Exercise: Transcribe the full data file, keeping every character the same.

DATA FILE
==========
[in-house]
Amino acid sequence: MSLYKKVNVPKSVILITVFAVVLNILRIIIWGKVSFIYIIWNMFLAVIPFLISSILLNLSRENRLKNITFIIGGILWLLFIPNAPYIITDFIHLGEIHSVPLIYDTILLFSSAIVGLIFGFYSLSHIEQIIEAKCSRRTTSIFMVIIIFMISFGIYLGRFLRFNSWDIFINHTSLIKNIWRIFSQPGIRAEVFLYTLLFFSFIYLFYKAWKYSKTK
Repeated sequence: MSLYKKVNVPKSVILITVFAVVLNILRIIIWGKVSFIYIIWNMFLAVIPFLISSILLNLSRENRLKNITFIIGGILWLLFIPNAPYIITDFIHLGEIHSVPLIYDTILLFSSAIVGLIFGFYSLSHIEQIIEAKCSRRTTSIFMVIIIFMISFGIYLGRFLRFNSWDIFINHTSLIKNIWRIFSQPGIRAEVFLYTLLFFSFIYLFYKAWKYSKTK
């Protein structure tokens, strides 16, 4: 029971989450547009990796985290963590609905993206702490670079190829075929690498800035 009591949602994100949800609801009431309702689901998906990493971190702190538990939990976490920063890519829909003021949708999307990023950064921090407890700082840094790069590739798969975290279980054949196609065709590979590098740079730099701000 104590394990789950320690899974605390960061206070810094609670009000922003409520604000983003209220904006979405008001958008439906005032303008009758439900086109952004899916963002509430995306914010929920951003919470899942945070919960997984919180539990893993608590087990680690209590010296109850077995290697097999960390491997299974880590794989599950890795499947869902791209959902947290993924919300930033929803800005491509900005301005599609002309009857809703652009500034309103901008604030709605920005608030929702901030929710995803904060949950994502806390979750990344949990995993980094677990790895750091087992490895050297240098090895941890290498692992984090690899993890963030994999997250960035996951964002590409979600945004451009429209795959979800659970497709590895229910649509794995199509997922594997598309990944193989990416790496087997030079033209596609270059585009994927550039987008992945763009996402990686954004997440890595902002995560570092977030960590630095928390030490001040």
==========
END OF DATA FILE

[in-house]
Amino acid sequence: MSLYKKVNVPKSVILITVFAVVLNILRIIIWGKVSFIYIIWNMFLAVIPFLISSILLNLSRENRLKNITFIIGGILWLLFIPNAPYIITDFIHLGEIHSVPLIYDTILLFSSAIVGLIFGFYSLSHIEQIIEAKCSRRTTSIFMVIIIFMISFGIYLGRFLRFNSWDIFINHTSLIKNIWRIFSQPGIRAEVFLYTLLFFSFIYLFYKAWKYSKTK
Repeated sequence: MSLYKKVNVPKSVILITVFAVVLNILRIIIWGKVSFIYIIWNMFLAVIPFLISSILLNLSRENRLKNITFIIGGILWLLFIPNAPYIITDFIHLGEIHSVPLIYDTILLFSSAIVGLIFGFYSLSHIEQIIEAKCSRRTTSIFMVIIIFMISFGIYLGRFLRFNSWDIFINHTSLIKNIWRIFSQPGIRAEVFLYTLLFFSFIYLFYKAWKYSKTK
């Protein structure tokens, strides 16, 4: 029971989450547009990796985290963590609905993206702490670079190829075929690498800035 009591949602994100949800609801009431309702689901998906990493971190702190538990939990976490920063890519829909003021949708999307990023950064921090407890700082840094790069590739798969975290279980054949196609065709590979590098740079730099701000 104590394990789950320690899974605390960061206070810094609670009000922003409520604000983003209220904006979405008001958008439906005032303008009758439900086109952004899916963002509430995306914010929920951003919470899942945070919960997984919180539990893993608590087990680690209590010296109850077995290697097999960390491997299974880590794989599950890795499947869902791209959902947290993924919300930033929803800005491509900005301005599609002309009857809703652009500034309103901008604030709605920005608030929702901030929710995803904060949950994502806390979750990344949990995993980094677990790895750091087992490895050297240098090895941890290498692992984090690899993890963030994999997250960035996951964002590409979600945004451009429209795959979800659970497709590895229910649509794995199509997922594997598309990944193989990416790496087997030079033209596609270059585009994927550039987008992945763009996402990686954004997440890595902002995560570092977030960590630095928390030490001040």